May 10, 2016
You’re a soon-to-be college graduate home for the weekend before your senior year spring semester finals. You run into your friend’s mother at the supermarket who asks, “Where are you working after graduation?”
This question’s intent is simply curiosity and innocent inquiry. But it can feel more like the beginning of an inquisition and a source of ulcer-inducing worry for soon-to-be college graduates.
If you are a curious parent who runs into a student or even a college student who wants to know the direction of your peers’ lives, what is the best way to ask this question while being respectful about different choices?
Why Wording Matters
According to The Daily Caller, only 14% of new graduates in 2015 procured a job before they graduated. If you phrase your inquiry by asking people where they will be ”working” you rely on a number of assumptions.
Assumption 1: This college student has chosen to work right after graduating as opposed to taking some time to travel, a hiatus between school and his or her next degree or beginning his or her job hunt after graduation.
Assumption 2: This student knows exactly what he or she wants to do and has his or her life all figured out. While seemingly dramatic, asking someone where he or she is working predisposes this individual knows the type of position he or she wants to pursue. A college student’s major may not correlate with what he or she is interested in after graduation, and this individual might need time to explore and confirm interests.
Assumption 3: This person has already found and confirmed his or her role.
Graduates, even fellow college students may fall in this trap of asking the question incorrectly. I guarantee at least one person will ask “Where are you working after graduation?”
How to Ask the Question
Whether a parent or a student, whatever you do, do not ask “Where are you working?”
To avoid seeming judgmental, there are two preferable ways to ask the question:
What are you looking forward to after you graduate?
This invites a positive context surrounding the topic and shows that you’re open to any response ranging from the individual already having confirmed a job to the student planning some time for relaxation. You phrase your question in a way that doesn’t seem pushy or bring up resentful feelings for the recipient.
What are you doing after you graduate?
While not the best version, this is a preferable question since it excludes any specific mention of a job.
Students begin their job hunts at different times. While there is a general time frame during which students begin the job application process, that doesn’t necessarily mean the individual will find a job instantly or even that the person knows exactly what he or she wants to do. Within industries there are many different directions and roles an individual could pursue.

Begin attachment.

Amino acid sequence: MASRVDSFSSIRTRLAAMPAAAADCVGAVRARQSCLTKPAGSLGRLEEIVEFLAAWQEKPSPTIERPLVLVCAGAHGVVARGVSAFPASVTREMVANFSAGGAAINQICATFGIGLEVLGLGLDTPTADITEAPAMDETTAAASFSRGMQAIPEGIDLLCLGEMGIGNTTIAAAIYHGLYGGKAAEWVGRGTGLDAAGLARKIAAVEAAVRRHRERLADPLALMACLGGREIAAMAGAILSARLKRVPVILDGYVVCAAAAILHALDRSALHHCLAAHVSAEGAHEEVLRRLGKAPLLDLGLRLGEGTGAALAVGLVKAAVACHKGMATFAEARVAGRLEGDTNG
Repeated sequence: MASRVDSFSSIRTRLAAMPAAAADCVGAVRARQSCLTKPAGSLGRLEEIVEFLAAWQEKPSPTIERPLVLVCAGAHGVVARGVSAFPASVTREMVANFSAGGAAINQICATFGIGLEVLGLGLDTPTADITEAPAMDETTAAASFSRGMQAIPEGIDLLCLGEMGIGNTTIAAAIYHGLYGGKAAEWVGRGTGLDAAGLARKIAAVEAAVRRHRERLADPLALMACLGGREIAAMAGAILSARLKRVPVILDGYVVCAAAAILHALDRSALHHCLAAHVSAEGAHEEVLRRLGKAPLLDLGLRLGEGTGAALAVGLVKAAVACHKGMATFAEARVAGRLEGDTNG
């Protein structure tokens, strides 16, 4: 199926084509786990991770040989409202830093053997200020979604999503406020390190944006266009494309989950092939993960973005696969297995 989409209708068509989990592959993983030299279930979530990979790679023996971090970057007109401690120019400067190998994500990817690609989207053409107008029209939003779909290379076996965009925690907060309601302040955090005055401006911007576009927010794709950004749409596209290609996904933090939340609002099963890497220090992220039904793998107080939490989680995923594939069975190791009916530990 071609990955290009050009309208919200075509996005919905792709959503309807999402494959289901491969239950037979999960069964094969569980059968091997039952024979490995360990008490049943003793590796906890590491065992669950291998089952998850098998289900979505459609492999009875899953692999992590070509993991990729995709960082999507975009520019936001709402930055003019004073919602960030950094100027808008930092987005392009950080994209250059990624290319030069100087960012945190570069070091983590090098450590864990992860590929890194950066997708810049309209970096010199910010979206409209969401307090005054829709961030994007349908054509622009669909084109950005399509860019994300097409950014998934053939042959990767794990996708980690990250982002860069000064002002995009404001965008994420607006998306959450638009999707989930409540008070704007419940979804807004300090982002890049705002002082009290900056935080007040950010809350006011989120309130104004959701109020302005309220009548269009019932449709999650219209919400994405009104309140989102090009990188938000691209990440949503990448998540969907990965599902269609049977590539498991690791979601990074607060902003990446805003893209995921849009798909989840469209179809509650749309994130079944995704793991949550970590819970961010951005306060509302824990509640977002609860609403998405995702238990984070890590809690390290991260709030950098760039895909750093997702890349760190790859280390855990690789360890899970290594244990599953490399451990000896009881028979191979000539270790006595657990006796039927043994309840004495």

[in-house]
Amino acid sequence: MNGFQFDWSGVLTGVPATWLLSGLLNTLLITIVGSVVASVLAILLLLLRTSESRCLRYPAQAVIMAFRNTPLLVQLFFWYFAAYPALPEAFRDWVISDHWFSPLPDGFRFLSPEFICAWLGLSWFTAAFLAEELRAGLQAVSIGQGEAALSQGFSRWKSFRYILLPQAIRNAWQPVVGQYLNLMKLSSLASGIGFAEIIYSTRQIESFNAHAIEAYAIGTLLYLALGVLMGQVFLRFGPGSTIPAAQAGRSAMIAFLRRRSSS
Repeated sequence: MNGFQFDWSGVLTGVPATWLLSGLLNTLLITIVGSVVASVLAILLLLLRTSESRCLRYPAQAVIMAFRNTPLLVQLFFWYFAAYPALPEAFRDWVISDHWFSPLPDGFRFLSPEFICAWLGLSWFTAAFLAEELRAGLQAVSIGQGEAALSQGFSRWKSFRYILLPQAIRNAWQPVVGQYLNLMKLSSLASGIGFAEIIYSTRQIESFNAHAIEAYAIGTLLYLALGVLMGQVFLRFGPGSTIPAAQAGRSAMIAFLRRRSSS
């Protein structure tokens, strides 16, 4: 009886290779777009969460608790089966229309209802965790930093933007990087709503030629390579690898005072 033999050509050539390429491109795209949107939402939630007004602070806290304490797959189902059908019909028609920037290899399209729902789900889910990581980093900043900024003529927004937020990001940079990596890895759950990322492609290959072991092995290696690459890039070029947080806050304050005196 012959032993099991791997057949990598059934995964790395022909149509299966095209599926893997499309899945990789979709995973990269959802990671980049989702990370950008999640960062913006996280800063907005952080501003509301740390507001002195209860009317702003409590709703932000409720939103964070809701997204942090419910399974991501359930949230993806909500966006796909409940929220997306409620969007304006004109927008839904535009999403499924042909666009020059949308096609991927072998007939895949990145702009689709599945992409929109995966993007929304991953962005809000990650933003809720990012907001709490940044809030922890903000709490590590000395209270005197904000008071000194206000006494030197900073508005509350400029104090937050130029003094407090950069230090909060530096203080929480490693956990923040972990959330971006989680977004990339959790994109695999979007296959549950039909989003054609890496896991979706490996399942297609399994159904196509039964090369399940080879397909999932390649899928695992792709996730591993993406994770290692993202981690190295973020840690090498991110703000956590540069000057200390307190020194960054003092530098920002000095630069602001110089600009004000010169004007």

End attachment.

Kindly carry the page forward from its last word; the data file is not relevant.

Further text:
The graduation question exacerbates an already stressful process and uncomfortable topic for those who don’t yet have a job, so phrasing is key.
How to React
And just as important as the actual question is your response. If someone admits to difficulty finding a job or says he or she doesn’t know what is next in life, remember to stay upbeat in your response. Confirm to this individual that it’s OK to not know and explore, and there is really no time limit that should be established.
Express that an individual’s choice is exciting and don’t just respond with “Oh, you’ll find something.” Confirm that this person should not worry even if he doesn’t have secure post-grad plans. I can guarantee that he or she is concerned enough without you reinforcing these fears.
If you are the parent and your new grad already has a job, you should be humble about your child’s accomplishments. Sometimes excitement can seem like bragging. You don’t want to rub salt in a wound for those who are having difficulty finding a job.
Some Final Advice
The job search process is difficult, especially for new graduates who are juggling their final semester of college and the job hunt. New grads also don’t have the job hunting experience of a seasoned professional. It is important for new and soon-to-be graduates to be proactive in their job hunt, but don’t let the job search or parents’ and peers’ questions be stress-inducing. Your final semester in college should be full of enjoyment. Make the most of your last days. While you should be cognizant and begin your job hunt, contrary to popular belief, you do not have to already have a job upon graduating.